Monday, June 11, 2012

Getting Back in the Groove

Early last week was my first lesson back on April.  I never got a chance to write about it, and by this point we have two more lessons under our belt since that first one!  Getting back to work has been a little bit of a rollercoaster, but I think we are starting to get back into the groove now.  It just takes time to get back into the routine after a month-long break!

For starters, she was SUPER exuberant to get back to work.  We started out with a few hack days, just to get her mind back into work-mode without pushing too hard.  Then we had our first lesson on the flat at our farm with Kelsey.  It was FANTASTIC.  We spent a LOT of time at the walk, really pushing for her to completely relax the underside of her neck and start carrying herself from her topline.  Once we got it though, she was a dream to ride.  So soft and supple, and super relaxed.  We are still working on getting a more consistent connection, because she does tend to bob her head around here and there, so that is a big goal in our flatwork in the near future.

A few days later we had our first jump lesson in about five weeks - oy vey.  It, to say the least.  April was extremely forward, and extremely excited to be jumping again, and I rode like an absolute idget.  I let her get away with way too much in the warmup instead of really regulating her rhythm and tempo, and then it carried over into our work over fences.  Poor Kelsey, she's so patient.  I'm sure she wanted to pound me in the head with a brick when she kept having to tell me not to HOLD with my hands all the way to the fence.  All the old habits of holding her too much were creeping back in, so Kelsey was really trying to get me to relax and let the mare jump up into my hand.  It's a vicious cycle, because I tend to plant and hold with my hand when I feel the slightest bit insecure; which only makes April run harder and faster at a fence, so I try to hold get the picture.  It can spin into ugliness quickly.  We made what progress we could that day, but sometimes it just isn't your day.  When I finally let my hand relax and let her come up to me, we quit on a good note.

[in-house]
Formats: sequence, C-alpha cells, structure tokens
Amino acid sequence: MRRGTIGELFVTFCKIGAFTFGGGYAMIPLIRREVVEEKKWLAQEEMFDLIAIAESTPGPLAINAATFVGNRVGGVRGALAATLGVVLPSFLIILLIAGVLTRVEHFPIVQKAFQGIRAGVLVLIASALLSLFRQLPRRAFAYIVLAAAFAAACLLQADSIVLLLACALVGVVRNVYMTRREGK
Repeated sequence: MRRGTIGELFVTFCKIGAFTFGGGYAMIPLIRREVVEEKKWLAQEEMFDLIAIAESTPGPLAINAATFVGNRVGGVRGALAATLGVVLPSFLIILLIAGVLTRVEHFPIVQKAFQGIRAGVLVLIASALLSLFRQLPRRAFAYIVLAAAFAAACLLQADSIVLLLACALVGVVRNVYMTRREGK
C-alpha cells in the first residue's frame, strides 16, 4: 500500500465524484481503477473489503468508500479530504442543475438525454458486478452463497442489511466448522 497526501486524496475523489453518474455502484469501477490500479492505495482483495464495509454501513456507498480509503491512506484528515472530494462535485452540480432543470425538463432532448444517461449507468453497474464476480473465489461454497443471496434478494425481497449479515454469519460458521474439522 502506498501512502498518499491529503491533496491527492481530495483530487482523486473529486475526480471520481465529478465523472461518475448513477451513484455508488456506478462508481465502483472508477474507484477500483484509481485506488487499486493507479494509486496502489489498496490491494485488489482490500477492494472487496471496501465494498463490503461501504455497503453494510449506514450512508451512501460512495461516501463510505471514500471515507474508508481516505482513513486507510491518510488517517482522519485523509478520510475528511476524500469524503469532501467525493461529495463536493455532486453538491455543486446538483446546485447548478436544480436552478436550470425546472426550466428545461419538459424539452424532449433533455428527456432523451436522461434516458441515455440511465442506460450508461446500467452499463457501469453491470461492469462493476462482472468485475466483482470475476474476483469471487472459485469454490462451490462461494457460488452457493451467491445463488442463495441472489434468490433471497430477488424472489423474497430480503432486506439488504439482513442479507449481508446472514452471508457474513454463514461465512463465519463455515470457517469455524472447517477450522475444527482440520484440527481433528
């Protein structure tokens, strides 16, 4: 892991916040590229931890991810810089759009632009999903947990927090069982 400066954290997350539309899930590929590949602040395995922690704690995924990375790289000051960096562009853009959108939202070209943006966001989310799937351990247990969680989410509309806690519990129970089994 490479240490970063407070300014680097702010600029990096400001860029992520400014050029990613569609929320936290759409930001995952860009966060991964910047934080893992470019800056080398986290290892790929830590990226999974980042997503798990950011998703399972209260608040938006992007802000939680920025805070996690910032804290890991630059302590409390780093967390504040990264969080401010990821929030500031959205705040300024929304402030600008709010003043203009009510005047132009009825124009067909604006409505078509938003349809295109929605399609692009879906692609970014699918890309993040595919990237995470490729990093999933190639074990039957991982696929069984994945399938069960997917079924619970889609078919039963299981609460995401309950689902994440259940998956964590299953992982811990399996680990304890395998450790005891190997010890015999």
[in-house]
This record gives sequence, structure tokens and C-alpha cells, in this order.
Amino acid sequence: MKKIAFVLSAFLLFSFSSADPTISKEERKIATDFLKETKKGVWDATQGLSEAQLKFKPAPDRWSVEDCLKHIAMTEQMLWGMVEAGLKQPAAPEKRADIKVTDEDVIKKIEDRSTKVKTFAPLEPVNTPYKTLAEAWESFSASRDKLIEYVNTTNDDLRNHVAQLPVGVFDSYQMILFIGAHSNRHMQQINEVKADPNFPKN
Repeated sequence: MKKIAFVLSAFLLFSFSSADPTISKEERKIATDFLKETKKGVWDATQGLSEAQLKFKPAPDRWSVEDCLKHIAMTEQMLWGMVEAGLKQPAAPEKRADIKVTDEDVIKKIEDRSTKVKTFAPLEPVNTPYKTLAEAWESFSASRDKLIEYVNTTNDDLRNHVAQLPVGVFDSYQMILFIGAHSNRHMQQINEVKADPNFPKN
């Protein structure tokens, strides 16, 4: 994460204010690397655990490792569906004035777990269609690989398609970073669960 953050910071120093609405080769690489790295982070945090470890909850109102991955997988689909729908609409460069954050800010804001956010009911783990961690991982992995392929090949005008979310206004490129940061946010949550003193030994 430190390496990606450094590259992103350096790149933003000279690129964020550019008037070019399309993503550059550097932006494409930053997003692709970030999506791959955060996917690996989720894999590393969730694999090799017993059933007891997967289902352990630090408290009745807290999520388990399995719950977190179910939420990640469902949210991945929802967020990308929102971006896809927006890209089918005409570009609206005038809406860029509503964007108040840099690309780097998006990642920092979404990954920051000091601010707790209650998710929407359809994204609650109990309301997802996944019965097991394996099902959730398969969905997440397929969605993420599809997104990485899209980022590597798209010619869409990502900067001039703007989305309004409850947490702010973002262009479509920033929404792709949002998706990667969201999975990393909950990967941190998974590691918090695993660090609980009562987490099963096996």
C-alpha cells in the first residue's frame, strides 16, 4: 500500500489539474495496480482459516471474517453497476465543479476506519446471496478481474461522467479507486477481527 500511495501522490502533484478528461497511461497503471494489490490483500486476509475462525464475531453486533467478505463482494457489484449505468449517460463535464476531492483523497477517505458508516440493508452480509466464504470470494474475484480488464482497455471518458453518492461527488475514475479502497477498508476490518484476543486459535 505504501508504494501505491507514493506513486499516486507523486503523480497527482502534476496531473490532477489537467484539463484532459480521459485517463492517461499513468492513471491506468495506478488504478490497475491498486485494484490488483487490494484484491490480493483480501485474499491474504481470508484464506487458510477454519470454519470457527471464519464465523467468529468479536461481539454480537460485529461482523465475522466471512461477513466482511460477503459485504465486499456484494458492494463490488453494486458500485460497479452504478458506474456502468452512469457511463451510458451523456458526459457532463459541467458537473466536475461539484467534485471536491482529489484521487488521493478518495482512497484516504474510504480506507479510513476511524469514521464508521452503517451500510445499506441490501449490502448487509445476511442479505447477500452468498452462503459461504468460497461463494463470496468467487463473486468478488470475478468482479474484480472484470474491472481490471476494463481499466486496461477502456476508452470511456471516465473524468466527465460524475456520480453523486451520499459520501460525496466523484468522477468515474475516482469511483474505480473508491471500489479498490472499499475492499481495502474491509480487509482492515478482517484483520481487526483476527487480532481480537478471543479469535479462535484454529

Then came another jump lesson last night - it's been a busy week of lessons because I wanted to squeeze in an extra one before Kelsey leaves for Europe for two weeks.  It was dramatically different from the last ride.  I had really worked on my homework, and focused on keeping a super soft hand.  Each lesson I have really walked away and reflected on every piece of advice, no matter how big or small, and tried to implement it into the next ride so I don't forget anything.  From the very first fence last night, Kelsey commented on what a dramatic difference I had made with my hands.  It really showed up in our work too - April was much more relaxed and jumped so much better.  She will still come off of the bigger fences fairly hard, but it's not like she's running away with me - it's more excitement than anything.  And the less I hold, the less she tends to "run" after the fence.  Every little piece keeps coming together little by little, and I know we will get there soon enough!!

The most exciting part of last night - we schooled 3'3"!!!!  It was super exciting to know that I was jumping that kind of height with SO much more organization than the last time we hopped it, just for fun.  I think that was shortly after I had gotten April, and we definitely weren't ready for it - it was just a little playing around.  But to know that we have worked our way up to that in a lesson is exhilarating, and I feel like we are making a little bit of progress!  Not only was the fence 3'3", it was the "out" fence in a one stride grid, with a pretty tight stride in between.  April jumped it BIG too, but I didn't feel the slightest bit intimidated.  I cannot BELIEVE how much fear has vanished in my over fences work.